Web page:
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Heritage architecture

Saving a Regency cottage - one piece at a time Add to ...





If anyone can do it, Shannon Kyles can. No, not recite Henry Wadsworth Longfellow while standing practically waist-deep in demolition debris - although she's quite good at that - but, rather, carefully disassemble, label and store key pieces of an 1830s Regency cottage in suburban Ancaster and then put this architectural jigsaw puzzle back together somewhere else.

And when she finally does install a shiny new crane into one of the Rumford fireplaces made to match the originals, she'll either recite the rest of the poem or collapse from exhaustion.





Although she's one of the most energetic architecture professors you'll meet at Hamilton's Mohawk College, it'll probably be the latter. But hey, it's her first time: She restored an 1840s cottage in the 1980s, but she has never gone whole hog before.

She first saw this hog, er, house, last summer. Owner Helen Vanner, who purchased it in 1989 and had loved it every day since, asked for help in assessing its ailing condition. Ms. Kyles's contractors found dry rot, a leaky roof and an increasingly unstable floor, the result of constant flooding of the foundation (more on this later). Although worse than anticipated, Ms. Vanner intended to save the dignified one-storey home, so, by September, a gaggle of Ms. Kyles's students descended on the place to "measure, record and draw everything" to assist with that goal.

However, come the October chill and closed windows, Ms. Vanner found it difficult to breathe. Opening up walls behind closets revealed that studs, lath and plaster were all soaked through and covered in mould. So, in addition to a new roof and basement, the home needed new walls - in other words, total reconstruction.

After the tough decision to demolish was made in December, Ms. Vanner asked Ms. Kyles if she would prepare a cultural heritage report. Ms. Kyles agreed, thinking that this might help save some of the home's elements. Then, after the demolition paperwork was squared away in February of this year, Ms. Vanner asked Ms. Kyles one last question: "Do you want anything from the house?"

"Yes," she replied, "all of it."







A fair trade, thought Ms. Vanner, but the lot would have to be cleared by early this month (to make way for new construction). Good thing Ms. Kyles has a ready labour pool from which to draw: "My students were amazing, they were just running around the rafters, pulling them apart, none of us knew what we were doing," she says with a laugh.

Despite this, the deadline was met. And not a moment too soon, since most of the floor joists were rotten as a result of a peculiar situation: While the home had stood on a small rise in the land for most of its life, in recent decades it found itself in a slight depression because of the erection of many lot-maximizing homes across the street. Displaced earth from these new basements had been piled up at the front of these tight lots, which, in turn, had been causing rainwater to flow toward the cottage.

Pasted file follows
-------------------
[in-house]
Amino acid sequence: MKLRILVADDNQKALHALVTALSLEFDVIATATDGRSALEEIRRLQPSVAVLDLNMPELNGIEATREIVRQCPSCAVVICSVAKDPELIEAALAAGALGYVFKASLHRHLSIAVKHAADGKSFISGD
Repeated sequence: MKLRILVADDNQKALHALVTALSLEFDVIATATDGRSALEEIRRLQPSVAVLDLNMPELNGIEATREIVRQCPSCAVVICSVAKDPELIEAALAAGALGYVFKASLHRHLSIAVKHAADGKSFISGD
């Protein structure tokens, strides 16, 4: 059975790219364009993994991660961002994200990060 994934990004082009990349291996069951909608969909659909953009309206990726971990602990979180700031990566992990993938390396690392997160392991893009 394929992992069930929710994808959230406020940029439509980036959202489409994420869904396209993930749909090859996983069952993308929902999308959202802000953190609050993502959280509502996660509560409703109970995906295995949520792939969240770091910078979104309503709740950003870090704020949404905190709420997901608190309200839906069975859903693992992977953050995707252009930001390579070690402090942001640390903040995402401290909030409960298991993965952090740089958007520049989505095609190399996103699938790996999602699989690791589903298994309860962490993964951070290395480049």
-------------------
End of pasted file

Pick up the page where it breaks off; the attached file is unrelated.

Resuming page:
Of course when Nathaniel Pettit, a Loyalist, obtained a Crown grant for the land in 1801, there were no other homes around. His daughter and son-in-law built a small dwelling (with a fireplace crane) that was eventually sold to Alexander Roxborough in 1832; it is believed that Mr. Roxborough added the Regency cottage, which he christened "the Grove," since wrought nails were found throughout the structure during disassembly (the first cut nail factory opened in Ontario in 1832). In 1911, Colonel George Black added bedrooms and the exterior stucco finish. During the 1950s, the Grove finally got company when the lot was first subdivided; the final subdivision by the Vanners in the 1990s inadvertently created the flooding problem.

Today, various pieces of the Grove, such as the interior and exterior fanlights, the elegant 12-pane windows, lamb's tongue mouldings and gargantuan 45-foot-long beams (all held together by notches and dowels rather than by nails), are stored, variously, at Ms. Kyles's Greensville home and garage - "Underneath my snow blower," she says - and in a rented storage space.







Reconstruction will take place this summer after a suitable piece of land is found: "I'm looking at Thunder Beach, I'm looking at two or three properties between Owen Sound and Parry Sound [because]I want enough property to have it be able to breathe," she says, finally taking a breather herself.

It has been a crazy few months, but the many compliments from neighbours and drive-by strangers who "are interested in saving old houses as the supersized beige things take over" have made the effort worthwhile. But, since accolades don't pay the bills, Ms. Kyles will be exploring the idea of sponsorships: "To have such a magnificent house rebuilt using modern materials would look really good in advertising for insulated concrete forms, Varathane, paint, roofing materials…" she trails off, the wheels still turning underneath her shock of red hair.

If anyone can do it, Shannon Kyles can … and when the "New" Grove is indeed reborn, it will be featured in this space.



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